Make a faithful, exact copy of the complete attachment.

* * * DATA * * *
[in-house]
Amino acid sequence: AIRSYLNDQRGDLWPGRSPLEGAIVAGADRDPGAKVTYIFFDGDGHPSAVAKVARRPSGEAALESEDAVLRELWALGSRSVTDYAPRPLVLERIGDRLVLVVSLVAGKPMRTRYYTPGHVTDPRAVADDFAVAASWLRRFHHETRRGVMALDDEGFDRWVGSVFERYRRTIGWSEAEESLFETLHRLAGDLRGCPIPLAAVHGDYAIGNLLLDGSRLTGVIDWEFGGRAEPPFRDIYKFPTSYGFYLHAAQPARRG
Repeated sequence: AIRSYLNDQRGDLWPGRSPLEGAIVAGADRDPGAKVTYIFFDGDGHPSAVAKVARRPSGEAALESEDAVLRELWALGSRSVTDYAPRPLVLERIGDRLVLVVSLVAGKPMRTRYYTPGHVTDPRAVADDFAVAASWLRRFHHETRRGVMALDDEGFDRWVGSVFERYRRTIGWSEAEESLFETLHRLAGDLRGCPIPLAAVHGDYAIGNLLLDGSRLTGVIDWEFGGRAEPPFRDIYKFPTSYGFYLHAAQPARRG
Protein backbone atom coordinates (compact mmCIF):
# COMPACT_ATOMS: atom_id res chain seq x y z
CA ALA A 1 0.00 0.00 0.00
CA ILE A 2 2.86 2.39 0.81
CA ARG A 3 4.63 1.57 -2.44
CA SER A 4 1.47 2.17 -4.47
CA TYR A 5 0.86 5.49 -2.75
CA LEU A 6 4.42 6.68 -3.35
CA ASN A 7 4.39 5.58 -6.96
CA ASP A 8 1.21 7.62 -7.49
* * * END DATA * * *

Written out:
[in-house]
Amino acid sequence: AIRSYLNDQRGDLWPGRSPLEGAIVAGADRDPGAKVTYIFFDGDGHPSAVAKVARRPSGEAALESEDAVLRELWALGSRSVTDYAPRPLVLERIGDRLVLVVSLVAGKPMRTRYYTPGHVTDPRAVADDFAVAASWLRRFHHETRRGVMALDDEGFDRWVGSVFERYRRTIGWSEAEESLFETLHRLAGDLRGCPIPLAAVHGDYAIGNLLLDGSRLTGVIDWEFGGRAEPPFRDIYKFPTSYGFYLHAAQPARRG
Repeated sequence: AIRSYLNDQRGDLWPGRSPLEGAIVAGADRDPGAKVTYIFFDGDGHPSAVAKVARRPSGEAALESEDAVLRELWALGSRSVTDYAPRPLVLERIGDRLVLVVSLVAGKPMRTRYYTPGHVTDPRAVADDFAVAASWLRRFHHETRRGVMALDDEGFDRWVGSVFERYRRTIGWSEAEESLFETLHRLAGDLRGCPIPLAAVHGDYAIGNLLLDGSRLTGVIDWEFGGRAEPPFRDIYKFPTSYGFYLHAAQPARRG
Protein backbone atom coordinates (compact mmCIF):
# COMPACT_ATOMS: atom_id res chain seq x y z
CA ALA A 1 0.00 0.00 0.00
CA ILE A 2 2.86 2.39 0.81
CA ARG A 3 4.63 1.57 -2.44
CA SER A 4 1.47 2.17 -4.47
CA TYR A 5 0.86 5.49 -2.75
CA LEU A 6 4.42 6.68 -3.35
CA ASN A 7 4.39 5.58 -6.96
CA ASP A 8 1.21 7.62 -7.49